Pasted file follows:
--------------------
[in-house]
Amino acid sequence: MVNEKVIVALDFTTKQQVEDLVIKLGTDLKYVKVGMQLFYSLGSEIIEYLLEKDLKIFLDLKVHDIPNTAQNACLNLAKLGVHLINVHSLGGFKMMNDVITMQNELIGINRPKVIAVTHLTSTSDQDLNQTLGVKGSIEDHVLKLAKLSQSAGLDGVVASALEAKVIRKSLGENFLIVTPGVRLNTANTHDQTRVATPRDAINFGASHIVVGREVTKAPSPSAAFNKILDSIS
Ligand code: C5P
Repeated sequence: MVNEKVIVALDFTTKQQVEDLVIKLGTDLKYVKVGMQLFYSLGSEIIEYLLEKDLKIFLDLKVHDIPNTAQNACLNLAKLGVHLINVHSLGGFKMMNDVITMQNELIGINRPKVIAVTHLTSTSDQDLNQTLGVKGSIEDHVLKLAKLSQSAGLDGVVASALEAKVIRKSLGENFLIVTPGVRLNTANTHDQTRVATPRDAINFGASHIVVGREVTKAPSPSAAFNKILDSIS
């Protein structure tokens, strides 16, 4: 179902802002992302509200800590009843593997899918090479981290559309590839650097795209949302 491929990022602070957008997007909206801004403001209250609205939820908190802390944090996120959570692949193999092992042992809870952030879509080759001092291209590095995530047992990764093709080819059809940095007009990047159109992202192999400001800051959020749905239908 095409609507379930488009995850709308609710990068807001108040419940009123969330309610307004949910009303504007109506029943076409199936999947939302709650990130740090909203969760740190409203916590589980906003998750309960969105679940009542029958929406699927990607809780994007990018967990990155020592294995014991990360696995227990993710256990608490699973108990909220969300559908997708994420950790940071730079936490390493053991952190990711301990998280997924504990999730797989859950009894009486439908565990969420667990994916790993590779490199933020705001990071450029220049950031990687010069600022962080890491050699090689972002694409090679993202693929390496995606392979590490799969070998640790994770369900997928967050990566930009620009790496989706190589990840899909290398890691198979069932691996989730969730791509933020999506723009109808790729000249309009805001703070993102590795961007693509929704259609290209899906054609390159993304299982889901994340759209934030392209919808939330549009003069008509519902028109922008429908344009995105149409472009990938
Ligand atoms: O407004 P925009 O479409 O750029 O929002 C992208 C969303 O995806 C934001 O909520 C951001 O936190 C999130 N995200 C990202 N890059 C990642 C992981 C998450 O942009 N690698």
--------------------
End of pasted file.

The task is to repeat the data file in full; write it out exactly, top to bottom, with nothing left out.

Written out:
[in-house]
Amino acid sequence: MVNEKVIVALDFTTKQQVEDLVIKLGTDLKYVKVGMQLFYSLGSEIIEYLLEKDLKIFLDLKVHDIPNTAQNACLNLAKLGVHLINVHSLGGFKMMNDVITMQNELIGINRPKVIAVTHLTSTSDQDLNQTLGVKGSIEDHVLKLAKLSQSAGLDGVVASALEAKVIRKSLGENFLIVTPGVRLNTANTHDQTRVATPRDAINFGASHIVVGREVTKAPSPSAAFNKILDSIS
Ligand code: C5P
Repeated sequence: MVNEKVIVALDFTTKQQVEDLVIKLGTDLKYVKVGMQLFYSLGSEIIEYLLEKDLKIFLDLKVHDIPNTAQNACLNLAKLGVHLINVHSLGGFKMMNDVITMQNELIGINRPKVIAVTHLTSTSDQDLNQTLGVKGSIEDHVLKLAKLSQSAGLDGVVASALEAKVIRKSLGENFLIVTPGVRLNTANTHDQTRVATPRDAINFGASHIVVGREVTKAPSPSAAFNKILDSIS
């Protein structure tokens, strides 16, 4: 179902802002992302509200800590009843593997899918090479981290559309590839650097795209949302 491929990022602070957008997007909206801004403001209250609205939820908190802390944090996120959570692949193999092992042992809870952030879509080759001092291209590095995530047992990764093709080819059809940095007009990047159109992202192999400001800051959020749905239908 095409609507379930488009995850709308609710990068807001108040419940009123969330309610307004949910009303504007109506029943076409199936999947939302709650990130740090909203969760740190409203916590589980906003998750309960969105679940009542029958929406699927990607809780994007990018967990990155020592294995014991990360696995227990993710256990608490699973108990909220969300559908997708994420950790940071730079936490390493053991952190990711301990998280997924504990999730797989859950009894009486439908565990969420667990994916790993590779490199933020705001990071450029220049950031990687010069600022962080890491050699090689972002694409090679993202693929390496995606392979590490799969070998640790994770369900997928967050990566930009620009790496989706190589990840899909290398890691198979069932691996989730969730791509933020999506723009109808790729000249309009805001703070993102590795961007693509929704259609290209899906054609390159993304299982889901994340759209934030392209919808939330549009003069008509519902028109922008429908344009995105149409472009990938
Ligand atoms: O407004 P925009 O479409 O750029 O929002 C992208 C969303 O995806 C934001 O909520 C951001 O936190 C999130 N995200 C990202 N890059 C990642 C992981 C998450 O942009 N690698």